Heavy Lifting: A Human and Technological History of Moving Slate from Quarry to Market, 1850-Present



of an Exhibit

by Krista Rupe

Published on January 08, 2009 , Modified on August 26, 2009

  • Description:

    An intensely weighty 1950s Mack Truck is parked proudly at the entrance of the Heavy Lifting: A Human and Technological History of Moving Slate from Quarry to Market, 1850-Present exhibit at the Slate Valley Museum. It’s weathered frame welcomes visitors in to learn about evolution of the machinery used through years in the local slate industry. The exhibit shows how technology advanced and the slate industry grew in the area. Each of the items in the exhibit holds tales of the strong men and women who worked full of pride to extract the beautiful slate from the quarries Slate Valley in New York and Vermont.
    One of the first things one notices is the size of these mighty tools. The first apparatus you encounter is horse drawn scoop from the 1800s. I look at its weathered casing and envision the power it must have taken from both the animals and the men to put it in motion.
    The museum does good job of describing of each piece of equipment in the show. When I’m looking at the Owen Jones carriage and Billy wheel from the early 1900s I learn that it was invented in Poultney, a Vermont town neighboring the museum. The exhibit also does a great service of connecting the exhibit the local existing slate community through the oral histories shared on the captivating 30-minute heavy lifting documentary. Here we see historic photographs from the museums collection and video footage of modern day quarry work in action. There is a quaint theater section in the center of the exhibit space where guests can relax and take it the film at their own pace.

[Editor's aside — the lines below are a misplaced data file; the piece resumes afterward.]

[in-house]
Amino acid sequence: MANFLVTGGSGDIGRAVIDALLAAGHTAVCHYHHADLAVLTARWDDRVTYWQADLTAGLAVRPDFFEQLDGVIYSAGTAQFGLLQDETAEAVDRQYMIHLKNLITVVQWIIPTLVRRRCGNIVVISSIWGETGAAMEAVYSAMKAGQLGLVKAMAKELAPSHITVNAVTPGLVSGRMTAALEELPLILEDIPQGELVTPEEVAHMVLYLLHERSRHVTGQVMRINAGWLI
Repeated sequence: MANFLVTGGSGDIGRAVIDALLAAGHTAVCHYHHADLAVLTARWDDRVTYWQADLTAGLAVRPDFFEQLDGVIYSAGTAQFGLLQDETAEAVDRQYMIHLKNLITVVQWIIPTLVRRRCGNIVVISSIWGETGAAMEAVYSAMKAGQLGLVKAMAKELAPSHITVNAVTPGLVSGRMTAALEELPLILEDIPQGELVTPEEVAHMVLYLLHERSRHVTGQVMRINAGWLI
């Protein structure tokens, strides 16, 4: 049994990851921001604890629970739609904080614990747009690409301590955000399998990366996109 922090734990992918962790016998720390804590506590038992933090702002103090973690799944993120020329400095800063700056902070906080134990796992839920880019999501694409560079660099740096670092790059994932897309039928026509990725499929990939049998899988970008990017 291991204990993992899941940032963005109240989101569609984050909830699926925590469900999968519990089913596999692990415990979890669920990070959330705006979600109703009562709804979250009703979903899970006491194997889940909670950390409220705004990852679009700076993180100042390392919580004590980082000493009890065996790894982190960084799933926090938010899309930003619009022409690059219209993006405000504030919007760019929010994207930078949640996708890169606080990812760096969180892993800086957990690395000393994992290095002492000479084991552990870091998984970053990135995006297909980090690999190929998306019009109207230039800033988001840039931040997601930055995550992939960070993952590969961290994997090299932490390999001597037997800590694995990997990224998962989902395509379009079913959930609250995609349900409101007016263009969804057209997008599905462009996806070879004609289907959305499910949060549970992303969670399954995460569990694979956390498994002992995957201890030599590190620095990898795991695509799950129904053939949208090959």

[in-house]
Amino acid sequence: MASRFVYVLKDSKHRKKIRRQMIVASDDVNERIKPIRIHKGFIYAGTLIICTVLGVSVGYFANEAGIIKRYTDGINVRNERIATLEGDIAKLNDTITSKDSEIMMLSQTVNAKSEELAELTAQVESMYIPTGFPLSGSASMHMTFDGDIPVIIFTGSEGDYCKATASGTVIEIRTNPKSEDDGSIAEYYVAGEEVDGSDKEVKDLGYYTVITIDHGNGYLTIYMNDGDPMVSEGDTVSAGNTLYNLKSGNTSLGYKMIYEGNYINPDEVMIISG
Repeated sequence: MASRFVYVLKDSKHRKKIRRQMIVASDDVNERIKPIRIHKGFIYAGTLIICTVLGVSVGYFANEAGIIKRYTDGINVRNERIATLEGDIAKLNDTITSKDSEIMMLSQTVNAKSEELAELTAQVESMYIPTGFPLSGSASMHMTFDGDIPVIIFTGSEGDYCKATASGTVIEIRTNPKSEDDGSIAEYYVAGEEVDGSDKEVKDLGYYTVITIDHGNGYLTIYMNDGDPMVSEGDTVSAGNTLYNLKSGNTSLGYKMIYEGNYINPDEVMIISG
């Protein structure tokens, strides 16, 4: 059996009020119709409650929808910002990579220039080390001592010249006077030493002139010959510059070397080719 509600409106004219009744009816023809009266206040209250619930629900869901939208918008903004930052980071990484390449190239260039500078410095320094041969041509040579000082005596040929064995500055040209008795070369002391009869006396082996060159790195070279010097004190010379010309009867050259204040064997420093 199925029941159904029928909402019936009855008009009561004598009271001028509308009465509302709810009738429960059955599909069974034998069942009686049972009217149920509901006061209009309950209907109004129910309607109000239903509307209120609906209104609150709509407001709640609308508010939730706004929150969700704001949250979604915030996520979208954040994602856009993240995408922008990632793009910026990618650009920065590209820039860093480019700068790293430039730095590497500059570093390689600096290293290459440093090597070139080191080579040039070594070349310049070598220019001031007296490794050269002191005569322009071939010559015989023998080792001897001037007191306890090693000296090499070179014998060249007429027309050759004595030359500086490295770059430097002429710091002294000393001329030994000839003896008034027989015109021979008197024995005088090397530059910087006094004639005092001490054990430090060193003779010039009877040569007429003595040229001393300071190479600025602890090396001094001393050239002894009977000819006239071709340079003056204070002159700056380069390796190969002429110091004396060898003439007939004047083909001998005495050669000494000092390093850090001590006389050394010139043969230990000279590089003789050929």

Along the walls there are photographs from the past, not so past and present chronicling the models of different machines, like a forklift. This brings us to my favorite piece in the show, the 1950s Transport Military Surplus Forklift. It sits there under a bright light as if on a moment’s notice it could be ready to go into action. From the label text I discover the forklifts and pallets made a very significant impact on the transport of slate to market and it almost makes the little yellow forklift seem even bigger as it represents a link in the generations of slate workers who have worked so hard at their craft. When I visit the Slate Valley Museum I like to also explore their standout permanent exhibit on immigration so I can be reminded of the customs and traditions of the immigrants from Wales, Ireland, Eastern Europe and Italy who traveled to the Slate Valley in the 1830s so I can celebrate the long heritage of slate working. The Heavy Lifting exhibit was an interesting way of looking at the technology and tools that encompass the slate industry and how it connects to that history. This interesting and well thought out exhibit with its strong commitment to community shows the Slate Valley Museum is doing an amazing job of honoring their community and one of its treasured natural resources.

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